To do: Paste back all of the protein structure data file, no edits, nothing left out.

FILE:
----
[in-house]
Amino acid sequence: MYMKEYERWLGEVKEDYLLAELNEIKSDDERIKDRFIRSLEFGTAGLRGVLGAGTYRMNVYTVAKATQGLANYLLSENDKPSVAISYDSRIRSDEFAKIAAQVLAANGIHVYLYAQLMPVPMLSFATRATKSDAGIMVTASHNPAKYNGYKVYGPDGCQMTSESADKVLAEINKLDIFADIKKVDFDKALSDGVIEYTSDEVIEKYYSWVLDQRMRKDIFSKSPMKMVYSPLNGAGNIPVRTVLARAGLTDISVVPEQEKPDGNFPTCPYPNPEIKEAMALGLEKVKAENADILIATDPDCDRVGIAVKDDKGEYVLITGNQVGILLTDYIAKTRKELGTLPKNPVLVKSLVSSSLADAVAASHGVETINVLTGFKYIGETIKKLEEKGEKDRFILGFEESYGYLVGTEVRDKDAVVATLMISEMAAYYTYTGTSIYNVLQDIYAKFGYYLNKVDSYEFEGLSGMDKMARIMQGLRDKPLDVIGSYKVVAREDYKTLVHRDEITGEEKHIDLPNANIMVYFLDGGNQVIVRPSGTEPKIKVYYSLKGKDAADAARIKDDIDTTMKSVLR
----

[in-house]
Amino acid sequence: MYMKEYERWLGEVKEDYLLAELNEIKSDDERIKDRFIRSLEFGTAGLRGVLGAGTYRMNVYTVAKATQGLANYLLSENDKPSVAISYDSRIRSDEFAKIAAQVLAANGIHVYLYAQLMPVPMLSFATRATKSDAGIMVTASHNPAKYNGYKVYGPDGCQMTSESADKVLAEINKLDIFADIKKVDFDKALSDGVIEYTSDEVIEKYYSWVLDQRMRKDIFSKSPMKMVYSPLNGAGNIPVRTVLARAGLTDISVVPEQEKPDGNFPTCPYPNPEIKEAMALGLEKVKAENADILIATDPDCDRVGIAVKDDKGEYVLITGNQVGILLTDYIAKTRKELGTLPKNPVLVKSLVSSSLADAVAASHGVETINVLTGFKYIGETIKKLEEKGEKDRFILGFEESYGYLVGTEVRDKDAVVATLMISEMAAYYTYTGTSIYNVLQDIYAKFGYYLNKVDSYEFEGLSGMDKMARIMQGLRDKPLDVIGSYKVVAREDYKTLVHRDEITGEEKHIDLPNANIMVYFLDGGNQVIVRPSGTEPKIKVYYSLKGKDAADAARIKDDIDTTMKSVLR